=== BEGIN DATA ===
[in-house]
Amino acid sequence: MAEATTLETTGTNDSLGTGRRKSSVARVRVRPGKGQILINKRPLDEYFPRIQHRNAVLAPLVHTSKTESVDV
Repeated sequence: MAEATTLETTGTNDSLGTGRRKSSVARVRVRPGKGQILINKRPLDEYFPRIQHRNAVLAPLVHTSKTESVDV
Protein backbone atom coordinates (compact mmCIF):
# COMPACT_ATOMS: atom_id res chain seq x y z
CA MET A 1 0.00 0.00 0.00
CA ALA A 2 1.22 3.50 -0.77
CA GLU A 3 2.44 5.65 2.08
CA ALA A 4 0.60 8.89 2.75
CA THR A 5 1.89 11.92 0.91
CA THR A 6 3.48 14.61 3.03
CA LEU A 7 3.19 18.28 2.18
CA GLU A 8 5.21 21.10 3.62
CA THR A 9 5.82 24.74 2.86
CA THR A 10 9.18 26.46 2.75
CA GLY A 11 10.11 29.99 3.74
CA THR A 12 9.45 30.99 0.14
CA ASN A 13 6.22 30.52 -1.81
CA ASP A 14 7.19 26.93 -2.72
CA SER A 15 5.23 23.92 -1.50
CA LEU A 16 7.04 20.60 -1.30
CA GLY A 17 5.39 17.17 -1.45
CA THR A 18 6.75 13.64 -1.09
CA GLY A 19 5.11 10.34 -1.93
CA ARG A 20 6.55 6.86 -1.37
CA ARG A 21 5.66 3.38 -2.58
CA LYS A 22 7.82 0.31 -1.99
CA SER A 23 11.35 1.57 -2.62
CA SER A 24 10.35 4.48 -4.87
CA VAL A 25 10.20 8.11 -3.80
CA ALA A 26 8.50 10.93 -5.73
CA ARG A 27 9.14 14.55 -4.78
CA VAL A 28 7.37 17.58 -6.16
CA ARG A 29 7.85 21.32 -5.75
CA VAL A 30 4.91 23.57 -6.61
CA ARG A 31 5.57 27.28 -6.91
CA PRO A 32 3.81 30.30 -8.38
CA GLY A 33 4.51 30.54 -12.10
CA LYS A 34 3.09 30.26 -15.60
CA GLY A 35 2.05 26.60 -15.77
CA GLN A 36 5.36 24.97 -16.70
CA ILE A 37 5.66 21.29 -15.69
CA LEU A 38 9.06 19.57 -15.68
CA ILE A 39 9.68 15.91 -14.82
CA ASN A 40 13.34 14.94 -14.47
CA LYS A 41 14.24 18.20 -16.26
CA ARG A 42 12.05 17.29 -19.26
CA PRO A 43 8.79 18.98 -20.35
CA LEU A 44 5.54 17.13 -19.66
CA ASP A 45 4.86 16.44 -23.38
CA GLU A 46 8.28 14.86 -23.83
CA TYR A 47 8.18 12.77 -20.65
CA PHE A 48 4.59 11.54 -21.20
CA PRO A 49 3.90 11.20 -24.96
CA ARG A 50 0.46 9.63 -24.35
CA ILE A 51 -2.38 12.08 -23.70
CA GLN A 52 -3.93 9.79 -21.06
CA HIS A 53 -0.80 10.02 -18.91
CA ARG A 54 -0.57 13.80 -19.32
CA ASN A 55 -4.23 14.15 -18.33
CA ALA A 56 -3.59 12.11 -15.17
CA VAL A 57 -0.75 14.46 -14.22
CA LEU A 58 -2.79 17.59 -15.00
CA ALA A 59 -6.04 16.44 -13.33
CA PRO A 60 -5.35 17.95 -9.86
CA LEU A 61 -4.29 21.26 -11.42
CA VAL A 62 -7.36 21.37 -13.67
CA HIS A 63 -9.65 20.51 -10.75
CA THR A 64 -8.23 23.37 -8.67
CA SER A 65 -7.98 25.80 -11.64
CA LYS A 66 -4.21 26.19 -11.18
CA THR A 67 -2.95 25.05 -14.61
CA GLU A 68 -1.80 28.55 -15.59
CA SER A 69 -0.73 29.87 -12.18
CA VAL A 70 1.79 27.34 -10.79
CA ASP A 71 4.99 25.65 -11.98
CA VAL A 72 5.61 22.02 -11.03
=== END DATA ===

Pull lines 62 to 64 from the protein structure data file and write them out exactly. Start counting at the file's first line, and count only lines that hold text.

CA VAL A 57 -0.75 14.46 -14.22
CA LEU A 58 -2.79 17.59 -15.00
CA ALA A 59 -6.04 16.44 -13.33